BusinessDay

E-commerce has brought value to parts of Nigeria less served by retail – Jumia CEO

Jumia Nigeria recently celebrated 10 years of operating in the country. MASSIMILIANO SPALAZZI, the company’s CEO, in this interview, speaks about the journey towards helping to build the e-commerce ecosystem in Nigeria today. BUNMI BAILEY brings the excerpts.

How will you describe e-commerce growth in Nigeria and Africa since Jumia’s 2012 launch, 10 years ago in Nigeria?

I will describe Jumia’s growth as exponential. Since we launched in 2012, we’ve been seeing the growth of e-commerce and digitalization both in Nigeria and in other countries we operate in, continuing to grow. This growth has happened across many segments and many categories of many services that Jumia has been working in and that e-commerce covers.

At the beginning, it was about educating the market and getting people to be aware that e-commerce is a thing in the country and there were reliable players ready to build trust in the customers, for vendors to use the platform and deliver to customers in effective ways for everyone. Since 2012, we grew in volume, in the services we offered, and introduced on demand i.e. Jumia Food, then JumiaPay, Advertising, and Logistics services for clients. This is what made the company we are today. In 2012, we launched and less than 10 years later, we were listed on the New York Stock Exchange as the first African Internet Company (Unicorn) to be listed there.

Jumia directly employs more than 1,000 people and many more through the sellers and logistics partners. Through its activities, Jumia allows local sellers to gain exposure to their markets and thus encourages them to hire more staff to support their production and distribution activities.

Broadband penetration in Nigeria is picking up gradually at 43 percent, which is a key factor in your kind of business. How has the penetration affected patronage of Jumia ecommerce business in Nigeria?

The broadband penetration is playing an important role which has shown Nigeria growing very fast compared to the early years when we started the company. I believe broadband penetration is speeding up the digitalization of the population in the country. Today we know that about 50 percent of the population of Nigerians use the internet.

These numbers are growing every month and the internet is no longer a mystery to people, it’s getting part of day-to-day activities. This part is something that helped us a lot to grow. I think e-commerce can bring value to certain areas of the country that are less served by retail. Typically, if you think about the rural areas where people can’t access goods as if they were in the big cities and have it delivered at convenient shipping prices all the way to where they live. For other areas where you have a lack of offer, e-commerce can bring that offer into place. Broadband combined with digitalization and opportunity from a retail standpoint is proving a significant opportunity for growth in the e-commerce space.

What have been your greatest challenges doing e-commerce business in Nigeria, and what are the possible solutions?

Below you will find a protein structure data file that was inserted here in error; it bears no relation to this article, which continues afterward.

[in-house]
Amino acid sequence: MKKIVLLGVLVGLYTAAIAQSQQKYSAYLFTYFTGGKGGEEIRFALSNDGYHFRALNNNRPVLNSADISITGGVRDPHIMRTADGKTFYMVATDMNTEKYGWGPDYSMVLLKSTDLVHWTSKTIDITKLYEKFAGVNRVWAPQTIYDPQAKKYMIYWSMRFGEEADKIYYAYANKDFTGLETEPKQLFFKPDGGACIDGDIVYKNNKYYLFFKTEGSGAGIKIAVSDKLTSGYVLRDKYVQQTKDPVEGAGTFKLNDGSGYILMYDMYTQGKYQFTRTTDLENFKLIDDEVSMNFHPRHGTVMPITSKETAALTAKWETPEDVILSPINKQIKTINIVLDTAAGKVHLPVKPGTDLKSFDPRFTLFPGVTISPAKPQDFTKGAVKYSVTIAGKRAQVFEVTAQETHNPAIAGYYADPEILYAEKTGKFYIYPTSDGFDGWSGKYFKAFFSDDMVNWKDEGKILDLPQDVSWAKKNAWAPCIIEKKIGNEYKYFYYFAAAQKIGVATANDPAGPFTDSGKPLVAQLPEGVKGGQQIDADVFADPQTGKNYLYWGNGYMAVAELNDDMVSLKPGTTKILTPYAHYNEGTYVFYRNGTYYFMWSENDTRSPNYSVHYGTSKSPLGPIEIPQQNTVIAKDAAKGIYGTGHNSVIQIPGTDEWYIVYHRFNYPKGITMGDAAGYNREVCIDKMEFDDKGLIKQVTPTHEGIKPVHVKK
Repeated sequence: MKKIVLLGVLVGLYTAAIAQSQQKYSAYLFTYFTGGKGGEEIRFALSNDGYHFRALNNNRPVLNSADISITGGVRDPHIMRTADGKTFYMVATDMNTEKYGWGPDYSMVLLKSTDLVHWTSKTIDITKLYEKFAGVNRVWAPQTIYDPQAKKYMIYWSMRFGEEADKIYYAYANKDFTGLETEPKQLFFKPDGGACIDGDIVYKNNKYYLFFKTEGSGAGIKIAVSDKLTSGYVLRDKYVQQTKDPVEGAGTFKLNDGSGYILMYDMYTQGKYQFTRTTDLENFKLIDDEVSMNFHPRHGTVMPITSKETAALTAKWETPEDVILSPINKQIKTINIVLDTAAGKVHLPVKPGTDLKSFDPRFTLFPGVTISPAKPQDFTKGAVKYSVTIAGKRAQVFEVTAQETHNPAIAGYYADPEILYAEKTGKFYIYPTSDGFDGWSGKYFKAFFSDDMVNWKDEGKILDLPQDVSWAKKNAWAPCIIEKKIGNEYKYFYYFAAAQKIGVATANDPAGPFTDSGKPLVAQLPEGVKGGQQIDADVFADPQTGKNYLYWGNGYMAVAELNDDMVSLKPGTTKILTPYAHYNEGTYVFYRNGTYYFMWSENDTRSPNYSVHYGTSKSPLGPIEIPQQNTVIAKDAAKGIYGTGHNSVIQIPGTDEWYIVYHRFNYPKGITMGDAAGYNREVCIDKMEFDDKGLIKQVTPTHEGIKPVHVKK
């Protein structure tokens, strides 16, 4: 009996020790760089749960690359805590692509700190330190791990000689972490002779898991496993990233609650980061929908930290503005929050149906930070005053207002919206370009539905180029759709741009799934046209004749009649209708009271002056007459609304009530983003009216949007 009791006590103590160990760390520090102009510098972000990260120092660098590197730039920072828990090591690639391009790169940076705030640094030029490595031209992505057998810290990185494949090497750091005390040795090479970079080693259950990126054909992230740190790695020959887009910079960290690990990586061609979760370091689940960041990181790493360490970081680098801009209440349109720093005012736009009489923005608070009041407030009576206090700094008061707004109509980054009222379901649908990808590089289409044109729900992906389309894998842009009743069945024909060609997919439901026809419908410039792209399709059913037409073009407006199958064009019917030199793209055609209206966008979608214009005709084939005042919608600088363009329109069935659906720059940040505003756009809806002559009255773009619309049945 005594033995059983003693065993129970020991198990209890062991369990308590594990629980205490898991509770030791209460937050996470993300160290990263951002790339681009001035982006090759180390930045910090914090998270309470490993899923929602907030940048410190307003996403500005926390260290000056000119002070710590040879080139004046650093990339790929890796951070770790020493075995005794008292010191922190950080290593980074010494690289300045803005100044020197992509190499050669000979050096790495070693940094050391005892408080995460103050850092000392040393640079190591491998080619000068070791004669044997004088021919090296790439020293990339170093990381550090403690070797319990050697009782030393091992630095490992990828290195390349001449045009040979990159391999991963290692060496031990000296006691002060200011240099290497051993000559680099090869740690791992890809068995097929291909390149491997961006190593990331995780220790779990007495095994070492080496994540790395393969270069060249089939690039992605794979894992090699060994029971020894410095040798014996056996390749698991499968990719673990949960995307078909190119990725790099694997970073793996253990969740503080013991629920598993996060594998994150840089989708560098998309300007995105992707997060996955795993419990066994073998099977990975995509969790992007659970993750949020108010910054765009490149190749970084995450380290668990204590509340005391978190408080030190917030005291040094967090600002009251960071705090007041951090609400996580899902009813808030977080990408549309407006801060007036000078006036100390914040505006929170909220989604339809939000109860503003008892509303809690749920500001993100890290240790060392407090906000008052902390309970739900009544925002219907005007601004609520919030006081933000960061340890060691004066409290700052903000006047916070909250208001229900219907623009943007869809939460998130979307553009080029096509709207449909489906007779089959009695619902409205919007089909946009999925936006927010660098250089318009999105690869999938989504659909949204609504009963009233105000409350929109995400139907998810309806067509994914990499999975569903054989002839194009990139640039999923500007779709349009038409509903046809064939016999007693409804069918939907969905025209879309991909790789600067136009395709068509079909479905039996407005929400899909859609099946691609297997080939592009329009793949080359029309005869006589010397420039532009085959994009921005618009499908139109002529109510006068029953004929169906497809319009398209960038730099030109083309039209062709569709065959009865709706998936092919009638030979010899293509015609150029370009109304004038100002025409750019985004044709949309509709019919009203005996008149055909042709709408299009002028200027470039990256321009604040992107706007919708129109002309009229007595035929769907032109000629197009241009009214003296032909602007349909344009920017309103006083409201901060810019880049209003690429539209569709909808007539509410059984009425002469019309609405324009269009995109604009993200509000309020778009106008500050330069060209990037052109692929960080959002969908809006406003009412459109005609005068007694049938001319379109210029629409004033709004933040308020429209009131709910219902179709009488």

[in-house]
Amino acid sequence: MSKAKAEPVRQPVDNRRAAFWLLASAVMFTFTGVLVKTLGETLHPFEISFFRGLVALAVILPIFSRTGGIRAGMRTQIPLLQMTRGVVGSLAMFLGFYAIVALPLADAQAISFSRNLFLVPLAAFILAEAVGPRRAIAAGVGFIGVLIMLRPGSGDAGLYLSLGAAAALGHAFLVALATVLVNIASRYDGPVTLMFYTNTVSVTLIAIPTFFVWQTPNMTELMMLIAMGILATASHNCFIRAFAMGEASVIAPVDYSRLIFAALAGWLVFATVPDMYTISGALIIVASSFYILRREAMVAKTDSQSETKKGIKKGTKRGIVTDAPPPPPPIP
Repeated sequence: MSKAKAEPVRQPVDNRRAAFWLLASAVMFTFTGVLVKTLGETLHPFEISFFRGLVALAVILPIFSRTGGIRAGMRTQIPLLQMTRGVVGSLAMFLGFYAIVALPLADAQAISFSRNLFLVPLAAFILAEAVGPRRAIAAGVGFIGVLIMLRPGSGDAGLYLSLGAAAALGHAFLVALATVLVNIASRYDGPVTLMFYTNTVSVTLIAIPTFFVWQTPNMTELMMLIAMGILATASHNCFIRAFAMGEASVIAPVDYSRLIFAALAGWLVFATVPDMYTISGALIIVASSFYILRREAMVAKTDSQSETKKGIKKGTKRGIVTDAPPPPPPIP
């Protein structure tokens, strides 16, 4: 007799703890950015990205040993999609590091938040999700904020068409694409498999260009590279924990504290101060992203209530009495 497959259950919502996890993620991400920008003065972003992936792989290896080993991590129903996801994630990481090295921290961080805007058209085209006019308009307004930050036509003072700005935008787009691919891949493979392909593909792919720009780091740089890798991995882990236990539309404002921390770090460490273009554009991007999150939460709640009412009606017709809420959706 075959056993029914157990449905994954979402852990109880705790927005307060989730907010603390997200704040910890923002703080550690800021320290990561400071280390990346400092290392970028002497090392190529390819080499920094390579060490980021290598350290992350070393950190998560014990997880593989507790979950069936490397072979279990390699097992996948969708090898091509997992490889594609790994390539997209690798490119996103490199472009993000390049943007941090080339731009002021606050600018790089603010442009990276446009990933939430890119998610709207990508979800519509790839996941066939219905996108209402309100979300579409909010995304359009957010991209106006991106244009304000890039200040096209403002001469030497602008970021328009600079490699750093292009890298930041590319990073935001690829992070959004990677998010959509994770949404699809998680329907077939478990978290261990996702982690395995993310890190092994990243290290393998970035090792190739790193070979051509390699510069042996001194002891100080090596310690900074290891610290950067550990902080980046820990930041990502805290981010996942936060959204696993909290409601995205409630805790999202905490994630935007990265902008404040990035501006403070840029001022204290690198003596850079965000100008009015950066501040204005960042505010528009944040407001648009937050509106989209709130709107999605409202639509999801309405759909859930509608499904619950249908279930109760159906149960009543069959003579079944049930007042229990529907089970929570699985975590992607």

The key problem that we saw in the beginning was building trust and the adoption of e-commerce. The trust was to be built between customers and the vendors, the logistics players, and all the stakeholders that were working with us.

We had to explain to the vendors that when an order was placed, they had to release their goods without getting paid at the beginning because payment would have been done as cash on delivery by the customer and the customer also had to trust the platform to place the order, to see the product and then pay. There was a lot of trust to be built together with the logistics company that had to be involved in this new way of doing business which is a big opportunity. After that, logistics became a problem because the more we were growing and delivering across the cities, the more we needed a backbone of infrastructural logistics that was strong enough to deliver all the packages to all the many customers we had across the country.

Another challenge was internet penetration and payments. We had given the opportunity initially to use cash on delivery for people to make their purchases comfortably and then to offer an easy way to pay digitally through JumiaPay, which is another service we launched not long after we launched our first company in 2012. The growth of e-commerce, led by Jumia and some other smaller players and other segments of the economy online, brought the need of having many more types of transportation including vans, trucks, bikes, etc. There was a need for entrepreneurs to invest, to see the opportunity to grow with e-commerce. Overall, it built more than a company, it built an ecosystem and it brought part of the economy online.

Read also: Nigerian consumer firms struggling to sustain cashflow amid headwinds

Broadband combined with digitalization and opportunity from a retail standpoint is providing a significant opportunity for growth in the e-commerce space

What are your biggest gains in 10 years of operating in Nigeria, and what are your plans for the next 10 years?

The fact that we have been operating for ten years, in a market like Nigeria, is something that we are very happy and proud of, and we thank Nigerians who helped to make Jumia possible. Over the years we have reached many milestones. We opened the marketplace and introduced JumiaPay, Jumia Food, and all the other businesses. We further expanded our operations in many countries across Africa and then, we launched the Jumia logistics for external clients.